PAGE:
Cold rain drops sting the back of his neck as he rushes from his car to the store entrance. He darts straight to the frozen section and makes the call, hoping she’s still lucid.
“I’m here,” he says when she picks up. “You ready?”
So hard to gauge one word. He continues anyway.
“Here we go! Peanut butter crunch…vanilla bean….chocolate toffee swirl….strawberry banana float..”
He places that one in the basket. On and on he goes, slowly naming each flavor down the entire ice cream display case. At the aisle’s end, he’s got five pints and immeasurable happiness that she chose them herself.
“Oh!” the cashier says, noting the young man’s wedding ring, “when is she due?”
The lady motions to the lone pints of ice cream and gives him a knowing smile.
“When is she due?” she says.
“Oh,” he says, “soon.”
“Uh huh! Yep!” she says. “I knew that. See, you can tell a lot about people from groceries. You could call me a food psychologist, I guess. Hey, a foodologist! HAHA! You know?”
“Yeah, sure. That’s great,” he says, fake laughing and offering his money to move her along.
He pays and hurries out, leaving the cashier and a customer still chuckling.
Suddenly he’s angry, furious at circumstance. He smashes his foot into a puddle, muddy muck splashing up his shoe and pant leg. How perfect, the contrast between the dirty and clean legs.
“Before and after,” he says.
Tears arrive as he loads his bag into the car, taking him by surprise again. He refuses them, clawing at his eyes with cold, shaky fingers.
He hurries back to the house, tired of his life’s only two speeds lately – hurry and wait, hurry and wait. It’s exhausting.
The moment he steps inside her home and hears her cries he feels guilty for having left, even for just an hour. He scoops a bit of the strawberry banana stuff into a cup and puts the rest of the flavors in the freezer. Before going to her room, he sits at the kitchen table where he happily ate stacks and stacks of pancakes over the years.
Sitting quietly in the familiar chair, he calms down and tries to reclaim himself, shoving all the bad feelings aside until he can be alone with them later .
Smiling again, he walks lightly into her bedroom and measures the caretaker’s face for worry or relief.
“She’s restless,” the lady says and steps out.
“Hi grandma,” he says. “Here, have some strawberry, your favorite. Remember?”
“Who are you?”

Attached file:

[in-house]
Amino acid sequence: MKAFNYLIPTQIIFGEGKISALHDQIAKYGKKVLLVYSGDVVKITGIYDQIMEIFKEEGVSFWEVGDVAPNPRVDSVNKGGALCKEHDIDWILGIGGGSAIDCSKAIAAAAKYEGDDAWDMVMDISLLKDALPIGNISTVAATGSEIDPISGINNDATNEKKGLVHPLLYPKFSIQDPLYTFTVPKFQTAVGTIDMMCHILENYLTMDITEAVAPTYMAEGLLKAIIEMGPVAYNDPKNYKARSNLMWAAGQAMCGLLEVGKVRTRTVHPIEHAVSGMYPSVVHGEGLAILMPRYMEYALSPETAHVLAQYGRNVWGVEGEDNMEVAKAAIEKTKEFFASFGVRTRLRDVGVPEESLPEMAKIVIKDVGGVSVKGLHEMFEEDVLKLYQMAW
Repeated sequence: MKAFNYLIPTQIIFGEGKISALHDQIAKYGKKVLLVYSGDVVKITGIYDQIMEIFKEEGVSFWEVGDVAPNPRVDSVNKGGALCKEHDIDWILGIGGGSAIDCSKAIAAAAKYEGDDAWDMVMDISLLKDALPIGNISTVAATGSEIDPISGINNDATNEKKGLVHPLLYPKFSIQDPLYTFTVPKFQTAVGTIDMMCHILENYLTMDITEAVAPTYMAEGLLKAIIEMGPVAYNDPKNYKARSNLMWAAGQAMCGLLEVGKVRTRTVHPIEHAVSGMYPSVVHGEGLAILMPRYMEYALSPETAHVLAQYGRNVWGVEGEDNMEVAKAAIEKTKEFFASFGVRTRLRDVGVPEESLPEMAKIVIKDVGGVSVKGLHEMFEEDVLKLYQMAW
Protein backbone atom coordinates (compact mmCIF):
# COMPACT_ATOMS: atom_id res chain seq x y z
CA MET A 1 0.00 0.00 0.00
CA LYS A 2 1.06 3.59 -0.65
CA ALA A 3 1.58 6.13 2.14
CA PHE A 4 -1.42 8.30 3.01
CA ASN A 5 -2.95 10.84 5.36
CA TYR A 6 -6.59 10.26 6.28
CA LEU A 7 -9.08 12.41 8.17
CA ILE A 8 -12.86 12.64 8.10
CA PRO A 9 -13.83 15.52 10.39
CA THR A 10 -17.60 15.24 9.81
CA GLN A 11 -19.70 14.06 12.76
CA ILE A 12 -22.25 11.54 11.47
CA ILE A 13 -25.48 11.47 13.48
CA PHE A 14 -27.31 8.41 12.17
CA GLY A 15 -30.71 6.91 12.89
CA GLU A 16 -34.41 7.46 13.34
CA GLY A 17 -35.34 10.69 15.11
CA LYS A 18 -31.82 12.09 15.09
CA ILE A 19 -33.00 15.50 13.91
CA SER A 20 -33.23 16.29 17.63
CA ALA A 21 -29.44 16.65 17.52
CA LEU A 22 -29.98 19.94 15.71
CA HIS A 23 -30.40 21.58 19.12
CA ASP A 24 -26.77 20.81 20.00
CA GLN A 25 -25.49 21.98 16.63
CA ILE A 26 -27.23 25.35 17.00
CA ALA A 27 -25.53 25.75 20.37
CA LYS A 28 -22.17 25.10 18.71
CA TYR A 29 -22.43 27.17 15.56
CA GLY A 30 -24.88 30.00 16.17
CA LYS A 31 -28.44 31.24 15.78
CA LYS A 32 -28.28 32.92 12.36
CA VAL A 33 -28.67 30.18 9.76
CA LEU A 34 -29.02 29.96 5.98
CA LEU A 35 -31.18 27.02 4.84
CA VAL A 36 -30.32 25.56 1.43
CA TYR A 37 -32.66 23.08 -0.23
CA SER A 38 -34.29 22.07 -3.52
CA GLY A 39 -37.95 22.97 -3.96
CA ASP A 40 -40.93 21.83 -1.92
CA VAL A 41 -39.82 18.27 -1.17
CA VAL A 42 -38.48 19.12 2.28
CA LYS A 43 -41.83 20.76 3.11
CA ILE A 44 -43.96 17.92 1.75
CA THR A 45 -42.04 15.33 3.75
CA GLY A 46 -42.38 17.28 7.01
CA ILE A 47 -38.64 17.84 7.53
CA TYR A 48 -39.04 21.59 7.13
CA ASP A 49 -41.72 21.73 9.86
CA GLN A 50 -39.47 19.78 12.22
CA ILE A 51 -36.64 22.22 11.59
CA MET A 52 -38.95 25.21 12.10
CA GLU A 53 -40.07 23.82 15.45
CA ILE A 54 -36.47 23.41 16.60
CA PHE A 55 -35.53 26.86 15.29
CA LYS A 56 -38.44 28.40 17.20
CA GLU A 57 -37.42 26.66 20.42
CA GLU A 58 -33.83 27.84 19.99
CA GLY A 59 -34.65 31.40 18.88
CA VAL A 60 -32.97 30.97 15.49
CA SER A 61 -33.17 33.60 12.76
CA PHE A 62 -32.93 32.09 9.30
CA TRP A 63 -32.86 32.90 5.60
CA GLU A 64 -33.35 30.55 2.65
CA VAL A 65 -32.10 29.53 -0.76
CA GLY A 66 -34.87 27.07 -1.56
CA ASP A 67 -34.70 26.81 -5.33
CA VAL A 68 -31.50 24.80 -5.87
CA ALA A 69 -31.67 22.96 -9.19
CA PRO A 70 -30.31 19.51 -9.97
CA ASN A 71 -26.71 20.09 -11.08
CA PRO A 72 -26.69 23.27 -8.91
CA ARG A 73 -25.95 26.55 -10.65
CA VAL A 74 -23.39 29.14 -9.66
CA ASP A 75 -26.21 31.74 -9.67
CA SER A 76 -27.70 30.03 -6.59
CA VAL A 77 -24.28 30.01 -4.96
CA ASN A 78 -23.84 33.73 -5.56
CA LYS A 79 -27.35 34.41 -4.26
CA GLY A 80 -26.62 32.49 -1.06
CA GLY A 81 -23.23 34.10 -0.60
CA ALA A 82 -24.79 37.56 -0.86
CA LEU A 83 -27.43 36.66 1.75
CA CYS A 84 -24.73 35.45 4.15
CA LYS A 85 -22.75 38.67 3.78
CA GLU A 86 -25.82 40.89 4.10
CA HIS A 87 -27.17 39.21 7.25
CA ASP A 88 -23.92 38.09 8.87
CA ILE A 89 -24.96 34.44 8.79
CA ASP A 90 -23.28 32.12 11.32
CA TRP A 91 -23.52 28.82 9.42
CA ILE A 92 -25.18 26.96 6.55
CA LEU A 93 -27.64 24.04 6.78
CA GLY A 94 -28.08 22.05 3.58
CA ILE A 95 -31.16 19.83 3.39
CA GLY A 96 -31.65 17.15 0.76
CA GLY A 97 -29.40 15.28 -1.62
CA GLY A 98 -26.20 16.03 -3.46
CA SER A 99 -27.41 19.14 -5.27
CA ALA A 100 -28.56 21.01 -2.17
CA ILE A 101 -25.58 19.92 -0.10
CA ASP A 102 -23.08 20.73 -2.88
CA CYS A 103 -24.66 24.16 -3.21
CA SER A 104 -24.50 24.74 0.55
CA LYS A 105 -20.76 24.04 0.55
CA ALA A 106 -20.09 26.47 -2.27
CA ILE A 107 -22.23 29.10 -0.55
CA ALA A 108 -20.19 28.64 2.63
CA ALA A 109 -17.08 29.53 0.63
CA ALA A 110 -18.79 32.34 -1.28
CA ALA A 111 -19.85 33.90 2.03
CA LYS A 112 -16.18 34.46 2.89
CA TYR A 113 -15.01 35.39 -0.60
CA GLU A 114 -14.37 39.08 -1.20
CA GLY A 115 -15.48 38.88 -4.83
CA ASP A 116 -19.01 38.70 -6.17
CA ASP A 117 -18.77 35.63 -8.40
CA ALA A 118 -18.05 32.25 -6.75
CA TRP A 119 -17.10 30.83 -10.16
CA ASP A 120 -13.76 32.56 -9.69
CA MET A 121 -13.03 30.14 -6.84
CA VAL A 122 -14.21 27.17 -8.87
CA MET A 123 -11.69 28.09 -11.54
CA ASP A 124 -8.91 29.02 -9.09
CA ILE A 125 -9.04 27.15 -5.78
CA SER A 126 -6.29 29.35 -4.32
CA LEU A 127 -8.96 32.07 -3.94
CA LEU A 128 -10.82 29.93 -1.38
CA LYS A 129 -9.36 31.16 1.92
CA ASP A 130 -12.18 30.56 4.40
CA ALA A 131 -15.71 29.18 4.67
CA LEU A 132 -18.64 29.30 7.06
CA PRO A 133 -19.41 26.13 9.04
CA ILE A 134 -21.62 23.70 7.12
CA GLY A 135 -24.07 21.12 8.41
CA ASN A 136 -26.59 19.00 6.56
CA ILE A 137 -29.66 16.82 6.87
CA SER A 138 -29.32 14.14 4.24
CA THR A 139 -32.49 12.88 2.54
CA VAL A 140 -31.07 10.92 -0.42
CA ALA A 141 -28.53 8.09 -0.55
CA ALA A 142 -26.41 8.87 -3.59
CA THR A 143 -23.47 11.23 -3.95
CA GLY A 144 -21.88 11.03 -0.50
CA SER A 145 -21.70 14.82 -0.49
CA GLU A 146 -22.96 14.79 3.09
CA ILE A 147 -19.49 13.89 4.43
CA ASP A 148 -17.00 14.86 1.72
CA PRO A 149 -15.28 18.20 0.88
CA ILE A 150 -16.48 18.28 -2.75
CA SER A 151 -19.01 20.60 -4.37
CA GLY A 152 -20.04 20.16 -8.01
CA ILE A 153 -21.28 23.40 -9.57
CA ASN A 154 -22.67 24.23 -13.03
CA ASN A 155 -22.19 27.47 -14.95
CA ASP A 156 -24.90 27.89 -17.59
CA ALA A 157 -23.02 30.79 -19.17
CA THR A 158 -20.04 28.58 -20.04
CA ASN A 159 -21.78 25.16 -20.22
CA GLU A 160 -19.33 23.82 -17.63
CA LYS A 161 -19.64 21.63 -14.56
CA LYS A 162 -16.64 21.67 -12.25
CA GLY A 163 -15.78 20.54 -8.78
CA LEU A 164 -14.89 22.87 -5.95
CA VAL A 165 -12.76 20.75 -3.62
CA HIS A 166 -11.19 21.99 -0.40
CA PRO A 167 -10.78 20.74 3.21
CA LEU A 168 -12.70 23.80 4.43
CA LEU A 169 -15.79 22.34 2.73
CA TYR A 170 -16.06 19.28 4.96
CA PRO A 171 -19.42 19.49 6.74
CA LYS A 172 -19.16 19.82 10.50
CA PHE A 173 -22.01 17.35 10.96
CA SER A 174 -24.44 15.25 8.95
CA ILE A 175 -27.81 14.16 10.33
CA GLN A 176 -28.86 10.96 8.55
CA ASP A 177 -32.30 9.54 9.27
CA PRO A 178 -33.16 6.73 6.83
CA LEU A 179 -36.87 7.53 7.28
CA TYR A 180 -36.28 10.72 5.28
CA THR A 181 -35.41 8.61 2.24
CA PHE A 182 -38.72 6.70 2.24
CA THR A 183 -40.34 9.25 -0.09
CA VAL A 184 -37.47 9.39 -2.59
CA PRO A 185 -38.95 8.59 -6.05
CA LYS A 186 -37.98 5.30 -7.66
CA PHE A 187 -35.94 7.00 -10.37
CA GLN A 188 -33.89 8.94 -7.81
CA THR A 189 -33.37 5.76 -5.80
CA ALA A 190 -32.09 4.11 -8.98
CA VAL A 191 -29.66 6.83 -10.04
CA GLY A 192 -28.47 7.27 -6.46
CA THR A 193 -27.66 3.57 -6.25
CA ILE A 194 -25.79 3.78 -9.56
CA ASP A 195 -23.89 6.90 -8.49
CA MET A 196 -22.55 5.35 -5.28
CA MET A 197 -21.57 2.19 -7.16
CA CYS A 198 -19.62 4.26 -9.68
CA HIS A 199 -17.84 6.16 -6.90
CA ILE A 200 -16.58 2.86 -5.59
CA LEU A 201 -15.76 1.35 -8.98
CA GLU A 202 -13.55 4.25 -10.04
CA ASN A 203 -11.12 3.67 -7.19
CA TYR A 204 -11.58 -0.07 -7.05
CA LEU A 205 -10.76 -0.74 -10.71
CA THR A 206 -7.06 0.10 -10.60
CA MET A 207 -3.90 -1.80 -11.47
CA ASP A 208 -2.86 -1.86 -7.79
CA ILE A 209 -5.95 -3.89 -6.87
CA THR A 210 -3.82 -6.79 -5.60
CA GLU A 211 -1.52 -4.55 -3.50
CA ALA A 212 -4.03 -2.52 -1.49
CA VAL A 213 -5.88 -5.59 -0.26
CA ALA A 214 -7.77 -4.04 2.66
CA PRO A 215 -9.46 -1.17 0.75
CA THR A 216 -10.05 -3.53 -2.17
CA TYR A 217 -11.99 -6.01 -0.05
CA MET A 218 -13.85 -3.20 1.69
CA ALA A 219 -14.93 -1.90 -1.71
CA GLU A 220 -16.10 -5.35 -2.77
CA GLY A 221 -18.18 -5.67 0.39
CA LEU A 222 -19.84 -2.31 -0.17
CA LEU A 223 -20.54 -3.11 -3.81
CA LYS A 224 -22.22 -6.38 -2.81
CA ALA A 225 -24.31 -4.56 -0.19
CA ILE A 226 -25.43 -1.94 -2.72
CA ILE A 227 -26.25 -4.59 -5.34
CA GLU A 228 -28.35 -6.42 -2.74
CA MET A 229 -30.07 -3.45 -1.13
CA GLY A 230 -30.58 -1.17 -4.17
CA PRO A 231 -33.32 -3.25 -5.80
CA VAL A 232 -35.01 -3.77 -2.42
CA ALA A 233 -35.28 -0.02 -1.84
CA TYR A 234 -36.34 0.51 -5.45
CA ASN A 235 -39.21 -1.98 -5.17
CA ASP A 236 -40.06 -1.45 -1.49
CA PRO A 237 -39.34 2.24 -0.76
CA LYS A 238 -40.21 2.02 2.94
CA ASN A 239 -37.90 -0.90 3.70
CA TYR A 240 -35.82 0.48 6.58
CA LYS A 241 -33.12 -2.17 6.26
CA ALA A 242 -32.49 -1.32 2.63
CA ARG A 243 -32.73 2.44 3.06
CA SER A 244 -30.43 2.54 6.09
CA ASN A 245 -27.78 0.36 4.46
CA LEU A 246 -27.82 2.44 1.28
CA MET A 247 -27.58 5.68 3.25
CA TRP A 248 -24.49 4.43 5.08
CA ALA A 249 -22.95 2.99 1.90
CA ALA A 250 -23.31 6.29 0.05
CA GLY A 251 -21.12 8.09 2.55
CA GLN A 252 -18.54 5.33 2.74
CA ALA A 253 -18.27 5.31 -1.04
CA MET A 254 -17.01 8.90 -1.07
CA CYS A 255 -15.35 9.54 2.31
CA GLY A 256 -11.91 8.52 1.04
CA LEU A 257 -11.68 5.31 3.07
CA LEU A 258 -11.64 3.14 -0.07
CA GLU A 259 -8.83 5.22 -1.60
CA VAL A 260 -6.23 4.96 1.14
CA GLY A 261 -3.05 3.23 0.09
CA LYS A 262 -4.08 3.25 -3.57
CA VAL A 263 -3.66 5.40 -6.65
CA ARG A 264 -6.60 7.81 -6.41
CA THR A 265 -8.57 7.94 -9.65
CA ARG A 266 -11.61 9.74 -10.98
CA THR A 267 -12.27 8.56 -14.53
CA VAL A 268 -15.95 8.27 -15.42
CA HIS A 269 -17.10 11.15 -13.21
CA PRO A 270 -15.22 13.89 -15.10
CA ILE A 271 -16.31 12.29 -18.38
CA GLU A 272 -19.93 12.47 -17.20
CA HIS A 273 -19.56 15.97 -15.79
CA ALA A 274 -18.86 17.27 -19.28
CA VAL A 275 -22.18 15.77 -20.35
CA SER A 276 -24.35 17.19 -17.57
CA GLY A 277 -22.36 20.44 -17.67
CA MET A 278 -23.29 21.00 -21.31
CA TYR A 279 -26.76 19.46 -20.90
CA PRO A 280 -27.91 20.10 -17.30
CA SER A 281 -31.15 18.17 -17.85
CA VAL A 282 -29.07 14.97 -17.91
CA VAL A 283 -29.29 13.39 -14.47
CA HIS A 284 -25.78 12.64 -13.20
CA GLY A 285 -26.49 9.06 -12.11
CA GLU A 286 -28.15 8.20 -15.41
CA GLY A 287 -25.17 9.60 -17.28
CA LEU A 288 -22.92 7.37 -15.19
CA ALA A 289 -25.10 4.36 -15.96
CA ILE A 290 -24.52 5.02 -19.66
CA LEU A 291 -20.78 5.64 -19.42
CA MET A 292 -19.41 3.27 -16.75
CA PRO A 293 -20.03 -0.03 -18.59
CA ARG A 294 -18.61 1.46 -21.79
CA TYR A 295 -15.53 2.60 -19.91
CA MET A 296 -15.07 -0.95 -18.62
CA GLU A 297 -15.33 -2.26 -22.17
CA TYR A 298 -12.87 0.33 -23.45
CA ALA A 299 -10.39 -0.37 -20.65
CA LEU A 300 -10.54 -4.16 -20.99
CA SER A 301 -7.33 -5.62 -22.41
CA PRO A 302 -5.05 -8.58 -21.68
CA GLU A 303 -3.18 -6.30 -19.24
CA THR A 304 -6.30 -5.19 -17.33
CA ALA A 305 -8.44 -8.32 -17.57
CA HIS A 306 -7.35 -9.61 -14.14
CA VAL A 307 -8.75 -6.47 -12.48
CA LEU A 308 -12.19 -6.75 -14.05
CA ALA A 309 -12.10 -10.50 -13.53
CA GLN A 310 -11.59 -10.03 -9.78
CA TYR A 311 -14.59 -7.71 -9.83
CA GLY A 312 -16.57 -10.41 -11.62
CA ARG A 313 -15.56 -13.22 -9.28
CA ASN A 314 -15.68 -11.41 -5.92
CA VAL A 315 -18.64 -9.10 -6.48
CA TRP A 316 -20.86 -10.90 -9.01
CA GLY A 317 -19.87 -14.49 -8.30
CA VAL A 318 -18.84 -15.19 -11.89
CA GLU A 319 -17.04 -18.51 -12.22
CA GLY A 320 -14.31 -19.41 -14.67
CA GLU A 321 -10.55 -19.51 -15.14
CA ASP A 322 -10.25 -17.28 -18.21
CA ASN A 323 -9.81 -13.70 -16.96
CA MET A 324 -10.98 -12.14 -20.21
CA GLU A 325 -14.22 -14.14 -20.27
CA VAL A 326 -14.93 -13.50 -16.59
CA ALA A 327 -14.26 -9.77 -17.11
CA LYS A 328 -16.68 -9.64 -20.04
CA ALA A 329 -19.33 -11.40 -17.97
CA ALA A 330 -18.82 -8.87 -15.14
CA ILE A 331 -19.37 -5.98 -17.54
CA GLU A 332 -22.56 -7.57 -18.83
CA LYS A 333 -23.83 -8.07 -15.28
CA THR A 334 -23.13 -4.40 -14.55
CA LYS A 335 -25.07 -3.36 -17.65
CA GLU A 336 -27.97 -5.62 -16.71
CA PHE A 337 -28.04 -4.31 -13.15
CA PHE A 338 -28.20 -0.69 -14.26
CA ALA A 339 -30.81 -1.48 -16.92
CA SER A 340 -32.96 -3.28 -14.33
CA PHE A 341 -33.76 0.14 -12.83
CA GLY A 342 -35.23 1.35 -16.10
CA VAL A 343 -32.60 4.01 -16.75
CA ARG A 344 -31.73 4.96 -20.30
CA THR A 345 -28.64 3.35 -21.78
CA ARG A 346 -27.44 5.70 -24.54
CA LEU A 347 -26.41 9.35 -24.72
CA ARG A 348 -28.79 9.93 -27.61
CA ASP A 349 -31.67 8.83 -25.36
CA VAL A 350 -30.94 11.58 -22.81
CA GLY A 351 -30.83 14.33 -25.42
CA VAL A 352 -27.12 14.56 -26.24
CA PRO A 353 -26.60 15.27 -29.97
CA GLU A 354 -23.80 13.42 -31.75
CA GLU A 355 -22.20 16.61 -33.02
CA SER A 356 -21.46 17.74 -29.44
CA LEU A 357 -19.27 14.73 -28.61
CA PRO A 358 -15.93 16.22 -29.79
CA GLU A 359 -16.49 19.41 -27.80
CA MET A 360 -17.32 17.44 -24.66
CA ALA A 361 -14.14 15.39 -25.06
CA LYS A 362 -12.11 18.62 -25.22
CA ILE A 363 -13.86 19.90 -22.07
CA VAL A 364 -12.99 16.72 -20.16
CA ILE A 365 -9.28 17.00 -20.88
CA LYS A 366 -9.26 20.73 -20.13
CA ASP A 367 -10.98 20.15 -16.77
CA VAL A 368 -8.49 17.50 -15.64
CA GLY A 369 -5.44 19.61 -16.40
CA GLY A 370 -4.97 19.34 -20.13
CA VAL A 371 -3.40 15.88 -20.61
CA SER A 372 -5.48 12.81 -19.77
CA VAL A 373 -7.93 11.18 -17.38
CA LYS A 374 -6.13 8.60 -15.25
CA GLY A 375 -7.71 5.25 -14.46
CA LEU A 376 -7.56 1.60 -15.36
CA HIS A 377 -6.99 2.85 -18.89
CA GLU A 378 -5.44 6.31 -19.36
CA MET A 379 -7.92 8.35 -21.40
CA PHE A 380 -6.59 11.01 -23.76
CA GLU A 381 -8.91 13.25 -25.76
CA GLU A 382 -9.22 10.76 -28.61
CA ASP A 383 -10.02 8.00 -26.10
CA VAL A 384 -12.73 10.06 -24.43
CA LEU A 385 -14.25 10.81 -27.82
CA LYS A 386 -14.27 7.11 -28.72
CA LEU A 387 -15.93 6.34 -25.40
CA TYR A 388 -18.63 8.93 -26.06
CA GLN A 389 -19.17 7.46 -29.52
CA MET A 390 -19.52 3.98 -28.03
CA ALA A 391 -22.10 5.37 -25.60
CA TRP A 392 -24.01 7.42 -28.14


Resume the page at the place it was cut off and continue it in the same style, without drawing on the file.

Still not used to that sting, he backs up a little.
Sadness twists his smile but he stands patiently at her bedside, waiting…waiting for something he can’t explain. When he feels it, he sits beside her very carefully. The arms that used to embrace him so warmly stay under the covers now.
“It’s me, Rick, your grandson Ricky…right?”
“Right,” she says flatly, looking out the window.
He offers her a spoonful of ice cream.
“Just a small bite,” the caretaker says from the doorway, “they choke easily.”
They. This is not “they”, this is his grandmother, not some stranger on a medical brochure. He can barely control his frustration. He wants the caretaker to leave but needs her to stay; wants to toss the useless medication out but still hopes they’ll work.
Suddenly his grandma turns to him and opens her mouth for the ice cream. He feeds her little spoonfuls in silence, hoping for a reaction, a smile…..nothing. In desperation, he loads a piece of strawberry on the next bite. She swirls it around and sits up straighter. Her eyes actually focus on him, he thinks. Do they? Does she see him? He leans in closer.
“Grandma?” he whispers.
She winks. She definitely winks! She takes his hand and holds it to her cheek. He drops the spoon on the blanket and it bounces to the floor.
“Grandma! It’s Ricky! …It’s me…Can you hear me?……I love you.”
He tries to squeeze everything into this one moment but the portal closes and she fades away again, turning over in bed.
He walks out, handing the cup of melted ice cream to the caretaker.
“You’re a good boy, Rick,” she says, “a good grandson. I think she knows you’re here, even if she can’t tell you.”
He tries to stand tall but again the tears betray him. He wipes them off his face with angry little flicks.
“You must try to change your expectations,” she says, “I know it’s hard. You see her here, your mind sees her right here, but your heart knows better. You must listen to your heart now and help her transition. Think of footprints, footprints in the snow. She is here physically but -”
“My grandmother is not a goddamn footprint!” he shouts. “What the hell do you mean?” he says, knowing exactly what she means. “I have to go. I’ll be back…I gotta go.”
He charges down the drive and along the sidewalk, the newly fallen snow crunching under his feet. In his car with the radio blasting, he finally exhales and speeds off towards familiarity. Behind him, in front of his grandmother’s house, a mother walks with her young son in hand. The little boy delights in jumping from one big footprint in the snow to the other.
Note: This story was inspired by something I saw at the store yesterday. I found it so tender to watch and first assumed a young husband was fetching tons of ice cream for his pregnant wife, perhaps. But the way he spoke so slowly into the phone made me imagine something tragic. Let’s hope that is not the case for him, or any of you reading. But if it is, you are not alone. I’ve been there and you can emerge from the horror with your good memories and loving intentions more secure than ever.